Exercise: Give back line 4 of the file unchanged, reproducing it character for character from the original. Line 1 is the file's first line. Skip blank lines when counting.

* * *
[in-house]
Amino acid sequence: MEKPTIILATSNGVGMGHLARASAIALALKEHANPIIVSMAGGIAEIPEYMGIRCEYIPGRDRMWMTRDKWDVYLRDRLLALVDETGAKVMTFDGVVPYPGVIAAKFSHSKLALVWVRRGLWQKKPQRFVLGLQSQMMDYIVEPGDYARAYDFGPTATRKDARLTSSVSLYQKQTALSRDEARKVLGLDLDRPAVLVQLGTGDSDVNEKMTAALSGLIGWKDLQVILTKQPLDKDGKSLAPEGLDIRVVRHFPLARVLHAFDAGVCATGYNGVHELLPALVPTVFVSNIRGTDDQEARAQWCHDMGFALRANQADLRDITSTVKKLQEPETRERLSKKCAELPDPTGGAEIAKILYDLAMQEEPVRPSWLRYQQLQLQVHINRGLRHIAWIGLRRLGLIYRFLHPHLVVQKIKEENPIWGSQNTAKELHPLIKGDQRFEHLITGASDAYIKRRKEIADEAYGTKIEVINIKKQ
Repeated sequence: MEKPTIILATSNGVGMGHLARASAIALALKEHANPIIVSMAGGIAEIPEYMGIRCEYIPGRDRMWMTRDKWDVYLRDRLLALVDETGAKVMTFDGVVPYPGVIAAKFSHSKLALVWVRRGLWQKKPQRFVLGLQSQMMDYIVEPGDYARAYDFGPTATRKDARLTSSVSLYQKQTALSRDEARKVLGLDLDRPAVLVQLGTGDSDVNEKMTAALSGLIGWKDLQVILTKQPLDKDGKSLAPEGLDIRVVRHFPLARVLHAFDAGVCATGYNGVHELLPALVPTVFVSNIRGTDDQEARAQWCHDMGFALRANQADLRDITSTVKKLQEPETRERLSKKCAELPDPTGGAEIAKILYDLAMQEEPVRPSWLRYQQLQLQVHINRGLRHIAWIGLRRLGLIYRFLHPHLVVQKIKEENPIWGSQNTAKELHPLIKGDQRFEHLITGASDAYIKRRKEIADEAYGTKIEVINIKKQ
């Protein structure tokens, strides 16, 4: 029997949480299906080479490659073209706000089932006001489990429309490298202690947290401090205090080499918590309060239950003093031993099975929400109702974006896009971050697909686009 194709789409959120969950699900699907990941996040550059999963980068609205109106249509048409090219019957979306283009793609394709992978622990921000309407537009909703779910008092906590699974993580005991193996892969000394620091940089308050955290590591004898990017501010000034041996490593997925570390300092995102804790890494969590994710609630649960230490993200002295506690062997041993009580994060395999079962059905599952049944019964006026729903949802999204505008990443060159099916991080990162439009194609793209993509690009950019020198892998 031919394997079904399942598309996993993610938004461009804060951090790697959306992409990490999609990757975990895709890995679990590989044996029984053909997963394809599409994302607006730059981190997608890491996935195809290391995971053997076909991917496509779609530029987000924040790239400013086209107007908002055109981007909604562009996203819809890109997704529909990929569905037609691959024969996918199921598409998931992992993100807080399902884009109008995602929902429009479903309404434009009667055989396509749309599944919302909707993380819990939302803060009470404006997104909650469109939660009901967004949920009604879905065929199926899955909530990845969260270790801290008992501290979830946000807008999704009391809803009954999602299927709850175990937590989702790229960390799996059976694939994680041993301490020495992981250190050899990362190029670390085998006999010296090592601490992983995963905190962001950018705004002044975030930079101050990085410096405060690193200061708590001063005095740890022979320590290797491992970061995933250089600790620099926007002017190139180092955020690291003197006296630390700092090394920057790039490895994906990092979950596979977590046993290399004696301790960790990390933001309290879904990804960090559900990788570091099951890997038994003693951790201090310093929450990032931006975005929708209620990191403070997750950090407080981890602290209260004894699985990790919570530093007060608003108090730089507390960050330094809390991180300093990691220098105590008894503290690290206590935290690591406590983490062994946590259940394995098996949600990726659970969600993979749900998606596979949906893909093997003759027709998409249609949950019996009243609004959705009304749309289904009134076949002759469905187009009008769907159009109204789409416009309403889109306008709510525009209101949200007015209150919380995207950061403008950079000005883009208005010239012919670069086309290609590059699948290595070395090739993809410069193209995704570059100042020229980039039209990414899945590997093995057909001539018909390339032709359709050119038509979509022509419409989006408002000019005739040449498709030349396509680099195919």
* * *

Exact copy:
């Protein structure tokens, strides 16, 4: 029997949480299906080479490659073209706000089932006001489990429309490298202690947290401090205090080499918590309060239950003093031993099975929400109702974006896009971050697909686009 194709789409959120969950699900699907990941996040550059999963980068609205109106249509048409090219019957979306283009793609394709992978622990921000309407537009909703779910008092906590699974993580005991193996892969000394620091940089308050955290590591004898990017501010000034041996490593997925570390300092995102804790890494969590994710609630649960230490993200002295506690062997041993009580994060395999079962059905599952049944019964006026729903949802999204505008990443060159099916991080990162439009194609793209993509690009950019020198892998 031919394997079904399942598309996993993610938004461009804060951090790697959306992409990490999609990757975990895709890995679990590989044996029984053909997963394809599409994302607006730059981190997608890491996935195809290391995971053997076909991917496509779609530029987000924040790239400013086209107007908002055109981007909604562009996203819809890109997704529909990929569905037609691959024969996918199921598409998931992992993100807080399902884009109008995602929902429009479903309404434009009667055989396509749309599944919302909707993380819990939302803060009470404006997104909650469109939660009901967004949920009604879905065929199926899955909530990845969260270790801290008992501290979830946000807008999704009391809803009954999602299927709850175990937590989702790229960390799996059976694939994680041993301490020495992981250190050899990362190029670390085998006999010296090592601490992983995963905190962001950018705004002044975030930079101050990085410096405060690193200061708590001063005095740890022979320590290797491992970061995933250089600790620099926007002017190139180092955020690291003197006296630390700092090394920057790039490895994906990092979950596979977590046993290399004696301790960790990390933001309290879904990804960090559900990788570091099951890997038994003693951790201090310093929450990032931006975005929708209620990191403070997750950090407080981890602290209260004894699985990790919570530093007060608003108090730089507390960050330094809390991180300093990691220098105590008894503290690290206590935290690591406590983490062994946590259940394995098996949600990726659970969600993979749900998606596979949906893909093997003759027709998409249609949950019996009243609004959705009304749309289904009134076949002759469905187009009008769907159009109204789409416009309403889109306008709510525009209101949200007015209150919380995207950061403008950079000005883009208005010239012919670069086309290609590059699948290595070395090739993809410069193209995704570059100042020229980039039209990414899945590997093995057909001539018909390339032709359709050119038509979509022509419409989006408002000019005739040449498709030349396509680099195919």